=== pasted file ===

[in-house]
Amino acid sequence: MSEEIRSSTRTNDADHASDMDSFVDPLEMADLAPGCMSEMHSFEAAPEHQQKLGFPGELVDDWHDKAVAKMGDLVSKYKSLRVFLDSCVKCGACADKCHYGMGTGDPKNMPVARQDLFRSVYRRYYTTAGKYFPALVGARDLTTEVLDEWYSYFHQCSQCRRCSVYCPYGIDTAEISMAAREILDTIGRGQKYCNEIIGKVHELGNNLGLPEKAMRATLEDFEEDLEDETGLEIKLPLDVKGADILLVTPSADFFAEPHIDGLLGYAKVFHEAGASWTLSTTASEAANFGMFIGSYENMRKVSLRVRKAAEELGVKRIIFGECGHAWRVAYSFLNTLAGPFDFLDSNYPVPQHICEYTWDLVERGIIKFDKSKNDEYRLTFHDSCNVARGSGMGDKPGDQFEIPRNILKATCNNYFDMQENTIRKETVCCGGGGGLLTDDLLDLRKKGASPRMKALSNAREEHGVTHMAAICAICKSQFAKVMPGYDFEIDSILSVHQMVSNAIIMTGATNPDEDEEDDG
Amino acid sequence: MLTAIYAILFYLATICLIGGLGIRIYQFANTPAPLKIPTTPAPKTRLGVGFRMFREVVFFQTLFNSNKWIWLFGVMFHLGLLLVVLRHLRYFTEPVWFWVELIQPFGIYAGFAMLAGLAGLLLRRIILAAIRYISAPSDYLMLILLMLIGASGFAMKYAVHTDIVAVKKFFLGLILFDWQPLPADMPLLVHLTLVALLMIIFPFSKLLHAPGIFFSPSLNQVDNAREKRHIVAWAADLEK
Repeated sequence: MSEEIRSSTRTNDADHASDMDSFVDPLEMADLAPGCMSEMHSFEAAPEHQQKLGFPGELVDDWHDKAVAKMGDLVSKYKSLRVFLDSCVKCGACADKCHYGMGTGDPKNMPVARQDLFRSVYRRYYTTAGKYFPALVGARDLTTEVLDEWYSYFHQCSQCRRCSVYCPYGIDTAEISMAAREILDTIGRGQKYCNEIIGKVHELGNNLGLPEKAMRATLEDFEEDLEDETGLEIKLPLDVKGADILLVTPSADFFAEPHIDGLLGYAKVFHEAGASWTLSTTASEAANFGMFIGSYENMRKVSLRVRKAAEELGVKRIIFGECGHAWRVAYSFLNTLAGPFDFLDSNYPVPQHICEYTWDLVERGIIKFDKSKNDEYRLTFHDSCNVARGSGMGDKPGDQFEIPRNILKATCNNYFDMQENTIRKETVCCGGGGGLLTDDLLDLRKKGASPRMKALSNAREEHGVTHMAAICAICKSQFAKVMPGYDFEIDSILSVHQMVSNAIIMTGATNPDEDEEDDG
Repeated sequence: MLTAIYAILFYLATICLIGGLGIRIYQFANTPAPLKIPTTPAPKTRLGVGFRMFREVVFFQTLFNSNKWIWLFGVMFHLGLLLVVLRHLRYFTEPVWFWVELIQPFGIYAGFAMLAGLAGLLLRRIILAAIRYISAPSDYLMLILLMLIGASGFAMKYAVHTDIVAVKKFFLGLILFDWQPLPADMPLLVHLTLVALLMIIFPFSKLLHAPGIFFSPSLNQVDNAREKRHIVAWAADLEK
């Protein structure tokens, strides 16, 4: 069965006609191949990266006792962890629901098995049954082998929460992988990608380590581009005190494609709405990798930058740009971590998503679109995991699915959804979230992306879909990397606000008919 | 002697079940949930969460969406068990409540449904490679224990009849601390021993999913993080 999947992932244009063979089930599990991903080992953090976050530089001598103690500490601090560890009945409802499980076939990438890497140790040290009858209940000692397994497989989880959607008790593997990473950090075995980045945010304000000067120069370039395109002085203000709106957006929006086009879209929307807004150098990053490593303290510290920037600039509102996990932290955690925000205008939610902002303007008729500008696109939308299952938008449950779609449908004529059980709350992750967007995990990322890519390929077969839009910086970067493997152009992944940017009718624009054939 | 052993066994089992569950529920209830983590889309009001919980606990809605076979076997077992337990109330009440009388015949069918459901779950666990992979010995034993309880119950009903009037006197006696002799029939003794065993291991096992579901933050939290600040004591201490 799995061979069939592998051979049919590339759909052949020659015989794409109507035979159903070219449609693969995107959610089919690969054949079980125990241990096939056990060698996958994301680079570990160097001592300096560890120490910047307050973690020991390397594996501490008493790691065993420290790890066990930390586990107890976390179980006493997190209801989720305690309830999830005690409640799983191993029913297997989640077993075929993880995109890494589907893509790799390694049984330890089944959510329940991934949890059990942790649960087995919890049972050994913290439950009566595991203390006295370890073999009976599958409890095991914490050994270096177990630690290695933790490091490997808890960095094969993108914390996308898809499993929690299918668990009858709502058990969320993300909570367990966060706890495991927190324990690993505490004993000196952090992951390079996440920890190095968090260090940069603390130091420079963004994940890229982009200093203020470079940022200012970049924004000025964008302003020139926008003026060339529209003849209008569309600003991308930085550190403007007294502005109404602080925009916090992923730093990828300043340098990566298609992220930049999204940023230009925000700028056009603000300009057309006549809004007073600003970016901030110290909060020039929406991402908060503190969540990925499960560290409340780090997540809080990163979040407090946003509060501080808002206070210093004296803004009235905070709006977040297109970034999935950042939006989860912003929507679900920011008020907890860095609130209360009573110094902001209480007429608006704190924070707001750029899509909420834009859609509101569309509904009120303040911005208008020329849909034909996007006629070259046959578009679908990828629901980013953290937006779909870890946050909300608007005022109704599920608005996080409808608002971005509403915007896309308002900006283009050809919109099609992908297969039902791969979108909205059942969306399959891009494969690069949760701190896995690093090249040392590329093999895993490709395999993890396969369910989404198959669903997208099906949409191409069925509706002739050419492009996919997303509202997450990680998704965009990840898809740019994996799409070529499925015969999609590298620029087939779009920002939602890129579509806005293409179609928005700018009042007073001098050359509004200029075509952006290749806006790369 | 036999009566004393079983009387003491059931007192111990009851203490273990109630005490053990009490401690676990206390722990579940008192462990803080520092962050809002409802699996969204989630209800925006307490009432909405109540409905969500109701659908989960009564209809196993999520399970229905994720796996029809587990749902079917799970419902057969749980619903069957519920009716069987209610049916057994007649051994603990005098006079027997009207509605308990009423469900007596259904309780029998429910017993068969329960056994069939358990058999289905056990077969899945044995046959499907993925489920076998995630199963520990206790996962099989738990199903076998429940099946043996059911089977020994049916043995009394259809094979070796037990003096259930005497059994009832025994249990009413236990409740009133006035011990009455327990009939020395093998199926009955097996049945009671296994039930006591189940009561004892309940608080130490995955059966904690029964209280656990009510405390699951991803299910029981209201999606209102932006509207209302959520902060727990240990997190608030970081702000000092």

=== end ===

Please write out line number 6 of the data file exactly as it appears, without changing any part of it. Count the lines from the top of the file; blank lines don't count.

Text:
């Protein structure tokens, strides 16, 4: 069965006609191949990266006792962890629901098995049954082998929460992988990608380590581009005190494609709405990798930058740009971590998503679109995991699915959804979230992306879909990397606000008919 | 002697079940949930969460969406068990409540449904490679224990009849601390021993999913993080 999947992932244009063979089930599990991903080992953090976050530089001598103690500490601090560890009945409802499980076939990438890497140790040290009858209940000692397994497989989880959607008790593997990473950090075995980045945010304000000067120069370039395109002085203000709106957006929006086009879209929307807004150098990053490593303290510290920037600039509102996990932290955690925000205008939610902002303007008729500008696109939308299952938008449950779609449908004529059980709350992750967007995990990322890519390929077969839009910086970067493997152009992944940017009718624009054939 | 052993066994089992569950529920209830983590889309009001919980606990809605076979076997077992337990109330009440009388015949069918459901779950666990992979010995034993309880119950009903009037006197006696002799029939003794065993291991096992579901933050939290600040004591201490 799995061979069939592998051979049919590339759909052949020659015989794409109507035979159903070219449609693969995107959610089919690969054949079980125990241990096939056990060698996958994301680079570990160097001592300096560890120490910047307050973690020991390397594996501490008493790691065993420290790890066990930390586990107890976390179980006493997190209801989720305690309830999830005690409640799983191993029913297997989640077993075929993880995109890494589907893509790799390694049984330890089944959510329940991934949890059990942790649960087995919890049972050994913290439950009566595991203390006295370890073999009976599958409890095991914490050994270096177990630690290695933790490091490997808890960095094969993108914390996308898809499993929690299918668990009858709502058990969320993300909570367990966060706890495991927190324990690993505490004993000196952090992951390079996440920890190095968090260090940069603390130091420079963004994940890229982009200093203020470079940022200012970049924004000025964008302003020139926008003026060339529209003849209008569309600003991308930085550190403007007294502005109404602080925009916090992923730093990828300043340098990566298609992220930049999204940023230009925000700028056009603000300009057309006549809004007073600003970016901030110290909060020039929406991402908060503190969540990925499960560290409340780090997540809080990163979040407090946003509060501080808002206070210093004296803004009235905070709006977040297109970034999935950042939006989860912003929507679900920011008020907890860095609130209360009573110094902001209480007429608006704190924070707001750029899509909420834009859609509101569309509904009120303040911005208008020329849909034909996007006629070259046959578009679908990828629901980013953290937006779909870890946050909300608007005022109704599920608005996080409808608002971005509403915007896309308002900006283009050809919109099609992908297969039902791969979108909205059942969306399959891009494969690069949760701190896995690093090249040392590329093999895993490709395999993890396969369910989404198959669903997208099906949409191409069925509706002739050419492009996919997303509202997450990680998704965009990840898809740019994996799409070529499925015969999609590298620029087939779009920002939602890129579509806005293409179609928005700018009042007073001098050359509004200029075509952006290749806006790369 | 036999009566004393079983009387003491059931007192111990009851203490273990109630005490053990009490401690676990206390722990579940008192462990803080520092962050809002409802699996969204989630209800925006307490009432909405109540409905969500109701659908989960009564209809196993999520399970229905994720796996029809587990749902079917799970419902057969749980619903069957519920009716069987209610049916057994007649051994603990005098006079027997009207509605308990009423469900007596259904309780029998429910017993068969329960056994069939358990058999289905056990077969899945044995046959499907993925489920076998995630199963520990206790996962099989738990199903076998429940099946043996059911089977020994049916043995009394259809094979070796037990003096259930005497059994009832025994249990009413236990409740009133006035011990009455327990009939020395093998199926009955097996049945009671296994039930006591189940009561004892309940608080130490995955059966904690029964209280656990009510405390699951991803299910029981209201999606209102932006509207209302959520902060727990240990997190608030970081702000000092």